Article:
In, The Color of Law, A Forgotten History of How Our Government Segregated America, national best selling author Richard Rothstein argues with exacting precision and fascinating insight how segregation in America is the byproduct of explicit government policies at the local, state and federal levels. Join us for a virtual plenary session with Mr. Rothstein.

Following the plenary, a community member will speak about how the building of the Mass Pike devistated Newton's historic African-American neighborhood that was known as "The Village." A representative of the Planning Department will then give an overview of Newton's zoning. Attendees will come away with a deeper understanding of the systemic issues that contribute current housing inequities, particularly as Newton engages in a comprehensive review of its zoning codes.

http://www.newtonfreelibrary.net/

Programming on Comcast Ch. 9, RCN Ch. 13, Verizon Ch. 33

Events at the Newton Free Library: Raising Anti-Racist Kids

This program is part of Overdue: Confronting Race and Racism in Newton, a city-wide read and series of events and conversations on race and racism.

Cosponsored by the FORJ (Families Organizing for Racial Justice), Harmony Foundation and Newton Human Rights Commission. This program's panelists are:

David A. Fleishman, Superintendent of Schools will moderate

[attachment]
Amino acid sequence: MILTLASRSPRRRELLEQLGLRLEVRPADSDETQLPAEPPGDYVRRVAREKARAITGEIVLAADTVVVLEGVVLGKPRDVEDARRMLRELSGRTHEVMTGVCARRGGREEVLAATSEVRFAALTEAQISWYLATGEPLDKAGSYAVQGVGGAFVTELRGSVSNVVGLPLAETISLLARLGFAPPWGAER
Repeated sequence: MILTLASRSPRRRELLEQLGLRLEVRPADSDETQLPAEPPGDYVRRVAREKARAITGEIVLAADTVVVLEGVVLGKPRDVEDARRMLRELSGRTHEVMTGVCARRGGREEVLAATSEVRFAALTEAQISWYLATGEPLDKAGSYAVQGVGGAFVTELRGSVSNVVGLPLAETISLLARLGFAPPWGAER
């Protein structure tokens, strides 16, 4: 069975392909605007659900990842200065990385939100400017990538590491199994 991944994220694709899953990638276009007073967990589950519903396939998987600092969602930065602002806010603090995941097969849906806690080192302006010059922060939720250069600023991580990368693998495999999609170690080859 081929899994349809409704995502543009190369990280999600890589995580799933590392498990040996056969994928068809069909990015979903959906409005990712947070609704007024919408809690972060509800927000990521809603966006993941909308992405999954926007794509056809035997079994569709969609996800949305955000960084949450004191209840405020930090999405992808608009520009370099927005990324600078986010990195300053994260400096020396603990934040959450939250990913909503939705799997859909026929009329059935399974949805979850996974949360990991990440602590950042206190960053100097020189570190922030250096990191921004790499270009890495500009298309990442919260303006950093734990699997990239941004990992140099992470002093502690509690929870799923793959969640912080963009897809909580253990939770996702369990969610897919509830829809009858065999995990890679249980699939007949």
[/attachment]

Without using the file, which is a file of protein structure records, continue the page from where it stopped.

Ellie Axe, Director, Story Starters
Michele Leong, Newton North High School Office of Human Rights
Kathy Lopes, Director of Diversity, Equity and Inclusion, Newton Public Schools
Henry Turner, Principal, Newton North High School

http://www.newtonfreelibrary.net/

Programming on Comcast Ch. 9, RCN Ch. 13, Verizon Ch. 33

Events at the Newton Free Library - My Two Cities 

Journey back to pre-WWII Europe as long-time Newton resident, Hanni Myers, tells the poignant tale of her escape from Austria in 1938 through the lens of author Robin Stein’s new book, My Two Cities. The book speaks of loss and hope, change and optimism, and of a family history which will inspire us all, particularly young people who come to this country today with diverse backgrounds and their own immigration stories.

http://www.newtonfreelibrary.net/

Programming on Comcast Ch. 9, RCN Ch. 13, Verizon Ch. 33

Events at the Newton Free Library - After Suffrage: A 20/20 Perspective on Women’s Rights

How were women’s rights impacted once they gained access to the ballot in 1920?
Explore how women have fared politically and legally over the past century. Consider how women activists have built alliances and shaped laws in an effort to combat stereotypes. Review some of the key developments over the past century. Discuss the historical connections between women who opposed suffrage and those who oppose women’s rights today.

Barbara Berenson is the author of, among other books, Massachusetts in the Woman Suffrage Movement: Revolutionary Reformers (2018). This program is cosponsored by Historic Newton, Newton Human Rights Commission and the League of Women Voters/Newton.

http://www.newtonfreelibrary.net/

Programming on Comcast Ch. 9, RCN Ch. 13, Verizon Ch. 33